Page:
If you are applying for a scholarship, then you will need letters of recommendation.
The Chronicle of Higher Education has an excellent article that you should read prior to asking for letters of recommendation.
You may also want to read Henry Dyson's blog post on "The Purpose of Letters of Recommendation"
Letters of Recommendation FAQs
By Henry Dyson
Q: Who should I ask?
A: First check the specific requirements of the opportunity to which you’re applying. The Truman Scholarship, for example, requires one letter each discussing the applicant’s leadership, service, and intellectual ability/curiosity. Ideally these letter writers should be able to talk about the experiences discussed in the applicant’s leadership, service, and graduate school essays respectively. Many other applications have similar requirements; others leave the choice of letter writers completely open. In general, you want to select writers who can help you emphasize the key themes of your application, preferably based on direct experience and observation of your character, abilities/potential, and accomplishments. The letter writers do not need to all say the same thing. You should pick a “symphony” of different voices who can “sing harmony” with the most important themes in your application.
Q: Does position title or seniority matter?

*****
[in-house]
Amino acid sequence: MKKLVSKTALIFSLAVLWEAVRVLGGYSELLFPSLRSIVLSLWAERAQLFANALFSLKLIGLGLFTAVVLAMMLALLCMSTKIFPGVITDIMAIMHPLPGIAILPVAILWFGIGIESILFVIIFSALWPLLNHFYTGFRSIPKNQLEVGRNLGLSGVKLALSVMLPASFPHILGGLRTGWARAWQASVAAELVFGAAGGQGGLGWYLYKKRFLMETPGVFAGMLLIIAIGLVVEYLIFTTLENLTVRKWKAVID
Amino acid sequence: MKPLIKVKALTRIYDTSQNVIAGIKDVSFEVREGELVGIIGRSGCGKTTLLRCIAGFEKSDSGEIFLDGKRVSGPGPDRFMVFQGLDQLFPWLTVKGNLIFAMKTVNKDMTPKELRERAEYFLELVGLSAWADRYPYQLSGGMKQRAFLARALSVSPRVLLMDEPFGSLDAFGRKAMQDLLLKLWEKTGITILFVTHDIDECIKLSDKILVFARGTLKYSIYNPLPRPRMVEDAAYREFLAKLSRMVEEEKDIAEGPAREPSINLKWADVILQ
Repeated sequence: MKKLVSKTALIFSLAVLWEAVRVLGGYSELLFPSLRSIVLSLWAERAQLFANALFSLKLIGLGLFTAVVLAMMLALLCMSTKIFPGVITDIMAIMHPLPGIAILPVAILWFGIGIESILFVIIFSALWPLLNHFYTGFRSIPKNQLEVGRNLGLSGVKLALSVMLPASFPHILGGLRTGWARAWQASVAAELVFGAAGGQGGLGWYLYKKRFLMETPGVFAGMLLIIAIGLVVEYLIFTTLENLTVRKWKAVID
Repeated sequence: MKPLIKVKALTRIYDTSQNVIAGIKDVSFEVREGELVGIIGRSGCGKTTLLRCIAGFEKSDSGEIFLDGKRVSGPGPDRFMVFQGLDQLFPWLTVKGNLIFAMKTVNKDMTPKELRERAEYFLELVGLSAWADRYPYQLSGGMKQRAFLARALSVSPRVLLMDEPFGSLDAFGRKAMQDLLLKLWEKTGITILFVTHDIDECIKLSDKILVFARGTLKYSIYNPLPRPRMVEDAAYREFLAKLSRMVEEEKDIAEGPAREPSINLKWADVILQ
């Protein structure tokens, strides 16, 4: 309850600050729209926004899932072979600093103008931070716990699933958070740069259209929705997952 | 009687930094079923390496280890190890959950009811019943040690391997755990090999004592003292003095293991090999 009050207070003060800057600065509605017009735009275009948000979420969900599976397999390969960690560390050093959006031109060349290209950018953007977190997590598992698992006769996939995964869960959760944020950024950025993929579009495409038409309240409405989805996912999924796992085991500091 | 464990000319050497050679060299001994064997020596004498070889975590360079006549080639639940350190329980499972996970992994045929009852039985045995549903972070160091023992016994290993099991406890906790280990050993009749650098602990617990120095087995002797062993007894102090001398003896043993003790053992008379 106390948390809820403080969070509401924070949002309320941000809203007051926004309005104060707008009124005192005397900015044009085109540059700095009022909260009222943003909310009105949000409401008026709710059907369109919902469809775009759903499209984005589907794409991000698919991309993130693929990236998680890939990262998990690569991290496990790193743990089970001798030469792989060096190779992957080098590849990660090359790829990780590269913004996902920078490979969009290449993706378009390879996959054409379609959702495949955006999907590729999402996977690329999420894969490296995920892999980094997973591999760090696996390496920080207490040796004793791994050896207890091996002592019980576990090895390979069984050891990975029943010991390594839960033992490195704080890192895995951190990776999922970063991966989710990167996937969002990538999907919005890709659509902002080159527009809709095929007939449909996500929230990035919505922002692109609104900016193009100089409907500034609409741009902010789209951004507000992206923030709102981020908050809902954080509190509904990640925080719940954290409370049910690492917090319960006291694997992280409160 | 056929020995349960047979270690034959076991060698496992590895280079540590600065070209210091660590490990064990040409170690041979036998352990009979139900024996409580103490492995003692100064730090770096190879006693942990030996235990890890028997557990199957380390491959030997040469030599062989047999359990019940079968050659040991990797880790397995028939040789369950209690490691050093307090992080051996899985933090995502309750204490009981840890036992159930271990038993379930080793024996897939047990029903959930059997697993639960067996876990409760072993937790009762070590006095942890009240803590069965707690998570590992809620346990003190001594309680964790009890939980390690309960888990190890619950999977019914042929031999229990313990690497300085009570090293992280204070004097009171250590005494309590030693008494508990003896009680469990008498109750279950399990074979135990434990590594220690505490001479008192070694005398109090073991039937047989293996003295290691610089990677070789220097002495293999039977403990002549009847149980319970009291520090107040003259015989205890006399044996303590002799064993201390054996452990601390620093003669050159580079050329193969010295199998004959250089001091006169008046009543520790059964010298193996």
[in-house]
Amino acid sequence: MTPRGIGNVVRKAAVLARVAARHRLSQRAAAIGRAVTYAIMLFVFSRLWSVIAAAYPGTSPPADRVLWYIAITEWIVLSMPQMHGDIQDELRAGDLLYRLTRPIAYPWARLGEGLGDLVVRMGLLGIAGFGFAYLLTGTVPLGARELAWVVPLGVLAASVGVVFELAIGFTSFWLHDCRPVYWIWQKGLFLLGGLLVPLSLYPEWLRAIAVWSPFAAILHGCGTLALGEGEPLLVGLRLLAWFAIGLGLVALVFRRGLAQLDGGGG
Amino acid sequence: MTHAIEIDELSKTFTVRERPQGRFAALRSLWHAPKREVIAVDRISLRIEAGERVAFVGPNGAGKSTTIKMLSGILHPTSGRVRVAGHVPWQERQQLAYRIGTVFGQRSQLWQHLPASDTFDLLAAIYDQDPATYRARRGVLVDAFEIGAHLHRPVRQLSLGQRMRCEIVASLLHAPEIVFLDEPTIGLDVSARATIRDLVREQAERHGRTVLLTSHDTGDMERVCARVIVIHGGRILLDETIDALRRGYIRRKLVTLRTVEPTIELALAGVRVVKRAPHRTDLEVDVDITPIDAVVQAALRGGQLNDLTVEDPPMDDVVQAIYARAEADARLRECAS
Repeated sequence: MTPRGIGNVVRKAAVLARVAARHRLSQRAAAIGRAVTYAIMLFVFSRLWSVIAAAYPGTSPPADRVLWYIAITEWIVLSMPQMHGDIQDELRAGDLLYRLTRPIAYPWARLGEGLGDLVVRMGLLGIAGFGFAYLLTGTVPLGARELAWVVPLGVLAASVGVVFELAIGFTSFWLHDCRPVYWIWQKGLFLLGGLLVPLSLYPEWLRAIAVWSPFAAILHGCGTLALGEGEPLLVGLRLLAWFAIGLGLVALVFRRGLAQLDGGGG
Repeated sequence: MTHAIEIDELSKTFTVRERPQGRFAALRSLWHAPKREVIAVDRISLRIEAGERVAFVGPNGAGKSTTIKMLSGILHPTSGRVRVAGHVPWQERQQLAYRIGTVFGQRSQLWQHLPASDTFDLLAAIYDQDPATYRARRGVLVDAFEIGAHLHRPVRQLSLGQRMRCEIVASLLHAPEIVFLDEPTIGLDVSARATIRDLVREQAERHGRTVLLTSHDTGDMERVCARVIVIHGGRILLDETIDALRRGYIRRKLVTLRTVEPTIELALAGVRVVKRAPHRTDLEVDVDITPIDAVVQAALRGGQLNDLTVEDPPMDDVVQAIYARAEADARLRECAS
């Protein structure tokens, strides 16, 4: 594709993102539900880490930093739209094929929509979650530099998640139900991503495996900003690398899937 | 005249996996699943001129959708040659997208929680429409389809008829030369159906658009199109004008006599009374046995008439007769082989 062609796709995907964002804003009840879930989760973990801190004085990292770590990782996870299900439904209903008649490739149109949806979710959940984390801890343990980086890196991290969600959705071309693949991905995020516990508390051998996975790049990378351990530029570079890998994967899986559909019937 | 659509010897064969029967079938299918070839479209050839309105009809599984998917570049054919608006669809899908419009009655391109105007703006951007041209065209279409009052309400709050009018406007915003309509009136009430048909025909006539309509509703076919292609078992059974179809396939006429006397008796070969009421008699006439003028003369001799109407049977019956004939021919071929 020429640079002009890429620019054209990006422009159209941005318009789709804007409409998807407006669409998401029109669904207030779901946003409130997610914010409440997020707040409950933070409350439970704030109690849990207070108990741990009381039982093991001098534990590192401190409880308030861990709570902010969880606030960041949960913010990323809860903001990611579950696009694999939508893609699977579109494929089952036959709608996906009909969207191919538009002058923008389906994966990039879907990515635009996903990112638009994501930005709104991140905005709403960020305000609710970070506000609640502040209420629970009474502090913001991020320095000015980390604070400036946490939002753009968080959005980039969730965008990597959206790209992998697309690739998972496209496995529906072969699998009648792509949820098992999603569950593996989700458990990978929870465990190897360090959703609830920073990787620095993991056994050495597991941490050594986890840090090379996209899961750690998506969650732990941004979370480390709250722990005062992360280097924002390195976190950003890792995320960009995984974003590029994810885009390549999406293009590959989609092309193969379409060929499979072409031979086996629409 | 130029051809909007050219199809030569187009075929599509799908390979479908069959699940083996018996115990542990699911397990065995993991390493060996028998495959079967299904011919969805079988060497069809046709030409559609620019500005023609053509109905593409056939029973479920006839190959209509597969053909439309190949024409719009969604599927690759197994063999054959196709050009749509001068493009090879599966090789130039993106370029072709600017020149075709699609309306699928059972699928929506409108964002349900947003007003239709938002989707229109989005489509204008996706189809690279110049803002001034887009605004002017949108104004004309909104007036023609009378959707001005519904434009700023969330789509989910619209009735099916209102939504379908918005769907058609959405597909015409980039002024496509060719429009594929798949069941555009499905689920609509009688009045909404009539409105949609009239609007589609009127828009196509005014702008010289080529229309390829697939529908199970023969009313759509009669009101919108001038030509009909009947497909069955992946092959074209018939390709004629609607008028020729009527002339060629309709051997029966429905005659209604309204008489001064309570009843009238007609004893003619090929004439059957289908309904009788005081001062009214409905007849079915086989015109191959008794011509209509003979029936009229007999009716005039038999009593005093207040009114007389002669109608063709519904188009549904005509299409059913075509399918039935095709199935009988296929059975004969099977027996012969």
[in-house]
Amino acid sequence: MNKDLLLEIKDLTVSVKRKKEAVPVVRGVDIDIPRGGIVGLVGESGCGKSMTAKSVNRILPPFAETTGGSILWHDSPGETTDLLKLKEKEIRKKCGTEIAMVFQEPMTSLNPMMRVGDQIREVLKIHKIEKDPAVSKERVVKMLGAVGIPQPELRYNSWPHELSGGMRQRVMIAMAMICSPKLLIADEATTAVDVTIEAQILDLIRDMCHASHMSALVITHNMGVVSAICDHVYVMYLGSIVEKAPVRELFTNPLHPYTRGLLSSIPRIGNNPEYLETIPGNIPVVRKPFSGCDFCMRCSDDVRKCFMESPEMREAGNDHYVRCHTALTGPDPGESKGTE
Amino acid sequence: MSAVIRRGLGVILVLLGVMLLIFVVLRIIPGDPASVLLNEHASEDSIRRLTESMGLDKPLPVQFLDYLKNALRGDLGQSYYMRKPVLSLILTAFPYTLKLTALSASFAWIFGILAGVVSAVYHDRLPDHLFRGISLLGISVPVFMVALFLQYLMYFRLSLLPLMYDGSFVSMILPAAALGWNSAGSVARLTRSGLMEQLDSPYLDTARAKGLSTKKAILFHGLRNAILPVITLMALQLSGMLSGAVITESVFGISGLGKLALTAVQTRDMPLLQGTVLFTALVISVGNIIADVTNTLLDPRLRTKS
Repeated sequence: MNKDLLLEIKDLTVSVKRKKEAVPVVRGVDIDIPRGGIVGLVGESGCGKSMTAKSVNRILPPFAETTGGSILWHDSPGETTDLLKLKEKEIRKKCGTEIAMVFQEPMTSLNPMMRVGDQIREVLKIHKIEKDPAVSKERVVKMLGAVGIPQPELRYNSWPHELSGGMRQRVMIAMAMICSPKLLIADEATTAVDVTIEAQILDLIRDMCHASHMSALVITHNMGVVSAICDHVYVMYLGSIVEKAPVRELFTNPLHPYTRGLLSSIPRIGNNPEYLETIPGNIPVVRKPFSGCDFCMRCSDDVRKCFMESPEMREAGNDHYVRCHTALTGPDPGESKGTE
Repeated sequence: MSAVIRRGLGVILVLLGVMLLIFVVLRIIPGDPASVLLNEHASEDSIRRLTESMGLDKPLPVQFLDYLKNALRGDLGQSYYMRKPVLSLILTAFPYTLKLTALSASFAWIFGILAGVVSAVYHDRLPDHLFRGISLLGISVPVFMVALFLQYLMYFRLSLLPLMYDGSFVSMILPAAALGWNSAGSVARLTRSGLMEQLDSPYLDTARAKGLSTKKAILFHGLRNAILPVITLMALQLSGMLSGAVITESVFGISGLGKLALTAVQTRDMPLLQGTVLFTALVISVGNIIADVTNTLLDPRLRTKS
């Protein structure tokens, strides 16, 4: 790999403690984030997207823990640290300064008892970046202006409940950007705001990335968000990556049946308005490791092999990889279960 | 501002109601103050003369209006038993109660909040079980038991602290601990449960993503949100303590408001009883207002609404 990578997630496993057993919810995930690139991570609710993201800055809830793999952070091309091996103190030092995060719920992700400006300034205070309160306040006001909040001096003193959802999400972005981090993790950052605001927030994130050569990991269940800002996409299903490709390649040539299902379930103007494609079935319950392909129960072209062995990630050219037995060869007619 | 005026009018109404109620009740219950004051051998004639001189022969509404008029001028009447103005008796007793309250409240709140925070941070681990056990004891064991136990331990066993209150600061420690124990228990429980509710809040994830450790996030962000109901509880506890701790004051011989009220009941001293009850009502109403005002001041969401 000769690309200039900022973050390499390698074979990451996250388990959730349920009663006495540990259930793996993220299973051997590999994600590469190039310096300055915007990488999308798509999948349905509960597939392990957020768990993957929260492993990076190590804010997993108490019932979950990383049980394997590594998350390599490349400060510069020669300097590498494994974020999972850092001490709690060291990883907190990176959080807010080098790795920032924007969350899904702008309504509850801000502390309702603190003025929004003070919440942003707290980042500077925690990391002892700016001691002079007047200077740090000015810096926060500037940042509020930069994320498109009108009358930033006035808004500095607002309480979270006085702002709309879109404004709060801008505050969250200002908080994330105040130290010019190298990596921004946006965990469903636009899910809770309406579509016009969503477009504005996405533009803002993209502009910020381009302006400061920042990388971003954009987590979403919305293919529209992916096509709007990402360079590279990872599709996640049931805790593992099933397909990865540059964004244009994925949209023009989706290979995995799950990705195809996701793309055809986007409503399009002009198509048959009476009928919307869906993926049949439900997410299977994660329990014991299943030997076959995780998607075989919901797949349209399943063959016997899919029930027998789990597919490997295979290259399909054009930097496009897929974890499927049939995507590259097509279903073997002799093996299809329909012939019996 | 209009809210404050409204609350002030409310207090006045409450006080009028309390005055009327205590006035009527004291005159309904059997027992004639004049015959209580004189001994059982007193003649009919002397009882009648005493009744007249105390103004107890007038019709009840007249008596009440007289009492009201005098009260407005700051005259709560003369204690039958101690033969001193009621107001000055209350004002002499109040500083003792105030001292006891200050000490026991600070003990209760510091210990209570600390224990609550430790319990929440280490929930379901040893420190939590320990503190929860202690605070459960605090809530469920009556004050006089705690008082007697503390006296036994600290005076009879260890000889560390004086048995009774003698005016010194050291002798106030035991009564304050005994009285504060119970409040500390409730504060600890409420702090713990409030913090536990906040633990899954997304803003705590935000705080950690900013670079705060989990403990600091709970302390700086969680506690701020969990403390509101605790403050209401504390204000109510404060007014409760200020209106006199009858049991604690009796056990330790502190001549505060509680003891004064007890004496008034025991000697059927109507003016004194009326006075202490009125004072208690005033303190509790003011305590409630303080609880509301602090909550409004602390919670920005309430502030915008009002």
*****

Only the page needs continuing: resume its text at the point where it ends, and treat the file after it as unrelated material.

A: The most important factor in an effective letter is the level of detail with which the writer is able to discuss the applicant’s qualifications and “fit” for this particular opportunity, preferably on the basis of direct experience. A short, pro forma letter that gives the applicant an endorsement without specific details will usually not be effective no matter the title of the writer. Better to ask someone with a less impressive title who will writer in greater detail. That being said, one thing that letter writers often do is make comparisons to emphasize an applicant’s potential. In these comparisons scope does matter. “The best undergraduate researcher that I’ve had in 25 years at U-M, Berkeley, and Brown” written by a tenured professor will carry more weight than “the best undergraduate researcher I’ve had a U-M” written by a PhD candidate or young assistant professor with only 2-3 years of experience. In general, then, the best strategy is to ask the person with the most scope for comparison who is willing and able to write about your qualifications in great detail based on direct experience. Also keep in mind that different letter writers play different roles in an application packet. If you have a GSI or young professor who can write about you in great detail, you may balance this with another letter from a tenured professor with more scope for comparison, but less direct experience.